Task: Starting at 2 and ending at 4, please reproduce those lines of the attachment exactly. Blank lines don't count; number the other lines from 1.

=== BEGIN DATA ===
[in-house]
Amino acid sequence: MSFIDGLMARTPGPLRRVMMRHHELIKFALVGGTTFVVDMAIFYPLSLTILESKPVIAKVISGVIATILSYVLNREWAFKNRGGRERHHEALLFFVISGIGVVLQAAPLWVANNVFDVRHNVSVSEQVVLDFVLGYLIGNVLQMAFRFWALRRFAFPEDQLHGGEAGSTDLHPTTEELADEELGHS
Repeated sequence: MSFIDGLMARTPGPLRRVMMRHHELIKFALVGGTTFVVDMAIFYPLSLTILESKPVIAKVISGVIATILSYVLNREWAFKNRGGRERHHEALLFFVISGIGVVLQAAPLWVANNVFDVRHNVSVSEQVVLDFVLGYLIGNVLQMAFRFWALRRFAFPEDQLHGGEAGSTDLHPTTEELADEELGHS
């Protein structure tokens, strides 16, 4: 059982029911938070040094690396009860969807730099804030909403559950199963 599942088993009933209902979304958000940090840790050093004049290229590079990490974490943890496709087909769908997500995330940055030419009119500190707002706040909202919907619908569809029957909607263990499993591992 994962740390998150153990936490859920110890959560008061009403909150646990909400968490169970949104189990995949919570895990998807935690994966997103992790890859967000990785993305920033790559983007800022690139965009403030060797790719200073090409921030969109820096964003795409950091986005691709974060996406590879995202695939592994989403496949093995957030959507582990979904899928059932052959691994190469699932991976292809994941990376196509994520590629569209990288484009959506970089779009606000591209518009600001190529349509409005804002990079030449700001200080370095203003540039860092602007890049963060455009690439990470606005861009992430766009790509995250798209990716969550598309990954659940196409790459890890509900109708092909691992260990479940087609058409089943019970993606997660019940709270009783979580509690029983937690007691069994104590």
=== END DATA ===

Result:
Amino acid sequence: MSFIDGLMARTPGPLRRVMMRHHELIKFALVGGTTFVVDMAIFYPLSLTILESKPVIAKVISGVIATILSYVLNREWAFKNRGGRERHHEALLFFVISGIGVVLQAAPLWVANNVFDVRHNVSVSEQVVLDFVLGYLIGNVLQMAFRFWALRRFAFPEDQLHGGEAGSTDLHPTTEELADEELGHS
Repeated sequence: MSFIDGLMARTPGPLRRVMMRHHELIKFALVGGTTFVVDMAIFYPLSLTILESKPVIAKVISGVIATILSYVLNREWAFKNRGGRERHHEALLFFVISGIGVVLQAAPLWVANNVFDVRHNVSVSEQVVLDFVLGYLIGNVLQMAFRFWALRRFAFPEDQLHGGEAGSTDLHPTTEELADEELGHS
């Protein structure tokens, strides 16, 4: 059982029911938070040094690396009860969807730099804030909403559950199963 599942088993009933209902979304958000940090840790050093004049290229590079990490974490943890496709087909769908997500995330940055030419009119500190707002706040909202919907619908569809029957909607263990499993591992 994962740390998150153990936490859920110890959560008061009403909150646990909400968490169970949104189990995949919570895990998807935690994966997103992790890859967000990785993305920033790559983007800022690139965009403030060797790719200073090409921030969109820096964003795409950091986005691709974060996406590879995202695939592994989403496949093995957030959507582990979904899928059932052959691994190469699932991976292809994941990376196509994520590629569209990288484009959506970089779009606000591209518009600001190529349509409005804002990079030449700001200080370095203003540039860092602007890049963060455009690439990470606005861009992430766009790509995250798209990716969550598309990954659940196409790459890890509900109708092909691992260990479940087609058409089943019970993606997660019940709270009783979580509690029983937690007691069994104590």